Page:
Fujita Nobuyoshi (藤田信吉)
Nobuyoshi FUJITA (1559 - August, 26, 1616) was a military commander from the period of warring states to the first half of the Edo period. He was a vassal of the Yamanouchi-Uesugi family and was the second son of Yasukuni FUJITA, although there are also different theories. He had an alias--Shigenobu.
As a vassal of the Uesugi clan and a vassal of the Takeda clan
The Yamanouchi-Uesugi clan had been already suffered their downfall before Nobuyoshi was born. Because Ujikuni HOJO, a family member of the Gohojo clan, deprived the property of the Fujita clan, Nobuyoshi broke away from the Hojo clan and served as a vassal of Katsuyori TAKEDA. At first, he referred himself as YODO or ONO, and he was granted FUJITA as a family name, the position of Noto no kuni no kami (Governor of Noto Province), and the territory of 5700 Kan of rice (1 kan is 3.75 kg) in Numata, Kozuke Province by Katsuyori in 1579. After the Takeda clan was defeated by Nobunaga ODA in 1582, he fled to Kagekatsu UESUGI and became Uesugi's vassal. Thereafter, he followed Kagekatsu and joined his army, contributing to the conquest of Shigeie SHIBATA, the Honma clan in Sado Province, and Odawara. When the Uesugi clan was transferred to Aizu in 1598, he was granted territory of 15,000 koku in Omori by Kagekatsu.
Switch to the Tokugawa clan
In 1600, Nobuyoshi went up to Kyoto for the New Year's greetings on behalf of Kagekatsu. Ieyasu TOKUGAWA treated Nobuyoshi favorably, giving him gifts such as Intsu (silver currency) and the sword of Naotsugu AOE. For that reason, Nobuyoshi had a favorable impression of Ieyasu.
When Kagekatsu began to show a confrontational attitude towards Ieyasu TOKUGAWA with the chief retainer Kanetsugu NAOE, Nobuyoshi advised Kagekatsu to avoid a conflict with Ieyasu, and also visited Osaka to inform Ieyasu 'The Uesugi clan is not hostile to you,' making efforts to integrate them. Under the pressure from Kanetsugu, Nobuyoshi was forced to leave the Uesugi clan and escaped to find refuge with Hidetada TOKUGAWA. It is said that the Battle of Sekigahara was caused by Nobuyoshi's report 'The Uesugi clan may rebel against TOKUGAWA' to Ieyasu and Hidetada.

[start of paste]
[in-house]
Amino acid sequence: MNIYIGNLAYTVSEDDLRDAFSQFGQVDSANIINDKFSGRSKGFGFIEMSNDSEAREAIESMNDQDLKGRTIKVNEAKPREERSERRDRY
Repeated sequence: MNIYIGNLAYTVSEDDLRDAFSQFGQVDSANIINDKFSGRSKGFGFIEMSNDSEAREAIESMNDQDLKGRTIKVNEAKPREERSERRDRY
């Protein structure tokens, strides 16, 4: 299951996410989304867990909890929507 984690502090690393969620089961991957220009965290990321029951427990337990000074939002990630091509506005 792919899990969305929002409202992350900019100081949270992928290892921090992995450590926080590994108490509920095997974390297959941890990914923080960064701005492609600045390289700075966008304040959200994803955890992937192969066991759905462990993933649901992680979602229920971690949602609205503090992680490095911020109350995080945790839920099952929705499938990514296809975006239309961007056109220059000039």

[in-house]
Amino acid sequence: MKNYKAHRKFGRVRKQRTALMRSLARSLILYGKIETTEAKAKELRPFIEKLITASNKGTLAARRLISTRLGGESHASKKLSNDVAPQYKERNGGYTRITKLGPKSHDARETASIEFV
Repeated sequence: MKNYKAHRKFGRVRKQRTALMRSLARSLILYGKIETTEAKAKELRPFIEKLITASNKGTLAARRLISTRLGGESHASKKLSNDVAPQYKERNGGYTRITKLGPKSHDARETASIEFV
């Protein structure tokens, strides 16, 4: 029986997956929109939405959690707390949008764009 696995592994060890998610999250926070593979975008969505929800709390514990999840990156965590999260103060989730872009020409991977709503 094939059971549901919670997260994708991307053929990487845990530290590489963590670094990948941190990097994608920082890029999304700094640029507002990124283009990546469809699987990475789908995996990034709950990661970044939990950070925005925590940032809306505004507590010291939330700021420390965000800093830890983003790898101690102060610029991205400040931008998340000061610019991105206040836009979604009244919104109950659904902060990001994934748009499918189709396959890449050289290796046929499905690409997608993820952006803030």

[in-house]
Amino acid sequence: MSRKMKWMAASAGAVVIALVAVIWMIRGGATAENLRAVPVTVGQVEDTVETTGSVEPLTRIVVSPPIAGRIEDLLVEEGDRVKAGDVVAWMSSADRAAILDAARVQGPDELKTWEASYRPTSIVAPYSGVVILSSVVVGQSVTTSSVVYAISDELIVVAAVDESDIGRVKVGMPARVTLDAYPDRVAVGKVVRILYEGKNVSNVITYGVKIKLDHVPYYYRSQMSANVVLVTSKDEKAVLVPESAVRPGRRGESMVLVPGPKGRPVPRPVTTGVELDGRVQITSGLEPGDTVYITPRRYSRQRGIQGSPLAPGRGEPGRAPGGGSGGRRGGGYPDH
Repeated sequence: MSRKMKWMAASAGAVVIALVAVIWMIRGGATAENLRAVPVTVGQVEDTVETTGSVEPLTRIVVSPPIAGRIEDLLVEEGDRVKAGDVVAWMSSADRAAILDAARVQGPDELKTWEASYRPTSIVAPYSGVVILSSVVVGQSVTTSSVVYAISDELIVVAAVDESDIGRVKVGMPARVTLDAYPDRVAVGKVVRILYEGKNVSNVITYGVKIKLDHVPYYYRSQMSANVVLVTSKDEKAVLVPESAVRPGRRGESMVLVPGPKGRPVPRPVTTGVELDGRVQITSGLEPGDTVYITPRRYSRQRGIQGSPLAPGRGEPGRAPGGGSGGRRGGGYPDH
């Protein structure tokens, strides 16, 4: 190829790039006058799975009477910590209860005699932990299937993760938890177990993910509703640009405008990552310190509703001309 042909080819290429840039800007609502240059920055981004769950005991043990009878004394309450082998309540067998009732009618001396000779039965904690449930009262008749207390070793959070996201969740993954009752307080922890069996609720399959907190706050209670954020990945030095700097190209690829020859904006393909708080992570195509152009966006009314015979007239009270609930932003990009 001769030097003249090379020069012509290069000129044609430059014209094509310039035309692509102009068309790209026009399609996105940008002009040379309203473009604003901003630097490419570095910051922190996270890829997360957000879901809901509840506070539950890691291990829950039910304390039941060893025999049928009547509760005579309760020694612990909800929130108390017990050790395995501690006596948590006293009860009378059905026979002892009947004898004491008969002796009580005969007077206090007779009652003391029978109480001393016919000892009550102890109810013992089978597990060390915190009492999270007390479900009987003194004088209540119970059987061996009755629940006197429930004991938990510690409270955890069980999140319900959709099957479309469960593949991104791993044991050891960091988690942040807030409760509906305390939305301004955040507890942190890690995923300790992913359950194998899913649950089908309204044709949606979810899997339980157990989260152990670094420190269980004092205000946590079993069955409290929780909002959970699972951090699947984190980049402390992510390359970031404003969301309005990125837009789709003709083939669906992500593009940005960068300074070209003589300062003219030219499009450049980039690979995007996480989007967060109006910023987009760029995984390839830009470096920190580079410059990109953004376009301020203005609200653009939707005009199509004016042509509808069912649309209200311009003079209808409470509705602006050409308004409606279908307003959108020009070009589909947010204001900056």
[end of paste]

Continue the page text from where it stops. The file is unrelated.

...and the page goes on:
His final years
Thereafter, Nobuyoshi entered Daitoku-ji Temple, took tonsure, and adopted the name of Genshin. After the Battle of Sekigahara, he was granted territory of a crop yield of fifteen thousand koku in the Nishikata Domain, Shimotsuke Province. When Yoshinobu SATAKE, the Master of the Western Capital Offices, was transferred from the Mito Domain, Hitachi Province to a smaller domain, the Akita Domain, Dewa Province in 1602, he defended Mito-jo Castle. He joined the the Siege of Osaka, but he was punished by being deprived of his fief after the Summer Siege of 1615. The various reasons considered for this include his failure as an army superintendent of Yasukatsu SAKAKIBARA's force and his insolent manner from his dissatisfaction with his achievement in battle. On August 26, 1616, he passed away at the age of 58. He was said to die of disease, but recently, a theory claiming that he died of suicide has been widely accepted. His tomb is in Jisso-ji Temple in Nishikata-machi, Kamitsuga-gun, Tochigi Prefecture.
Assessment of him in later ages
Nobuyoshi is well known as a military commander who made the cause of the Battle of Sekigahara, and was said to have switched from the Uesugi clan to the Tokugawa clan to save himself. However, Nobuyoshi desperately attempted to save the Uesugi clan by travelling to Osaka for pleading for the life of Kagekatsu. The Uesugi clan had been proud of their military actions since the appearance of Kenshin UESUGI, and Nobuyoshi who advocated peace was forced into isolation as a result.